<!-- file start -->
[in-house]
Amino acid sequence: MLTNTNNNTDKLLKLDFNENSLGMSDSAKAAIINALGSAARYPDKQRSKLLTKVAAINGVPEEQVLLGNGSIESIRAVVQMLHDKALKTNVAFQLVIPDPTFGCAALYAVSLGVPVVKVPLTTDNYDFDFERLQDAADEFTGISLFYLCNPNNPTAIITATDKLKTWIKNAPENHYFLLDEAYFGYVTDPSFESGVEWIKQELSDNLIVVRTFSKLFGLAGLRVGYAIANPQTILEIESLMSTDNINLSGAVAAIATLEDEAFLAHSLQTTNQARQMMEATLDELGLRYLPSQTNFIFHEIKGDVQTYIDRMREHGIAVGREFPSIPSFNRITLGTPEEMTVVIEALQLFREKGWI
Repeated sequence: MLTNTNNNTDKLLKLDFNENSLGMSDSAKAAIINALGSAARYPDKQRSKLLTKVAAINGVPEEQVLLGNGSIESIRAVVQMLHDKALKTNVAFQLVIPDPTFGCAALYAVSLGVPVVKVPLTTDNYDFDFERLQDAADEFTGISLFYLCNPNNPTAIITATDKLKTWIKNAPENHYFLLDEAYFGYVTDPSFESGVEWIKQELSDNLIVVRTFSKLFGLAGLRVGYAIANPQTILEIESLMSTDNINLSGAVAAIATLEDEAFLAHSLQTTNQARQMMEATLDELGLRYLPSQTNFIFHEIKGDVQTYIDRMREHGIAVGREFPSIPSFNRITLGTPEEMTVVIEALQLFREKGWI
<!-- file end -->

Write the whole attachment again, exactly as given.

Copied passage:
[in-house]
Amino acid sequence: MLTNTNNNTDKLLKLDFNENSLGMSDSAKAAIINALGSAARYPDKQRSKLLTKVAAINGVPEEQVLLGNGSIESIRAVVQMLHDKALKTNVAFQLVIPDPTFGCAALYAVSLGVPVVKVPLTTDNYDFDFERLQDAADEFTGISLFYLCNPNNPTAIITATDKLKTWIKNAPENHYFLLDEAYFGYVTDPSFESGVEWIKQELSDNLIVVRTFSKLFGLAGLRVGYAIANPQTILEIESLMSTDNINLSGAVAAIATLEDEAFLAHSLQTTNQARQMMEATLDELGLRYLPSQTNFIFHEIKGDVQTYIDRMREHGIAVGREFPSIPSFNRITLGTPEEMTVVIEALQLFREKGWI
Repeated sequence: MLTNTNNNTDKLLKLDFNENSLGMSDSAKAAIINALGSAARYPDKQRSKLLTKVAAINGVPEEQVLLGNGSIESIRAVVQMLHDKALKTNVAFQLVIPDPTFGCAALYAVSLGVPVVKVPLTTDNYDFDFERLQDAADEFTGISLFYLCNPNNPTAIITATDKLKTWIKNAPENHYFLLDEAYFGYVTDPSFESGVEWIKQELSDNLIVVRTFSKLFGLAGLRVGYAIANPQTILEIESLMSTDNINLSGAVAAIATLEDEAFLAHSLQTTNQARQMMEATLDELGLRYLPSQTNFIFHEIKGDVQTYIDRMREHGIAVGREFPSIPSFNRITLGTPEEMTVVIEALQLFREKGWI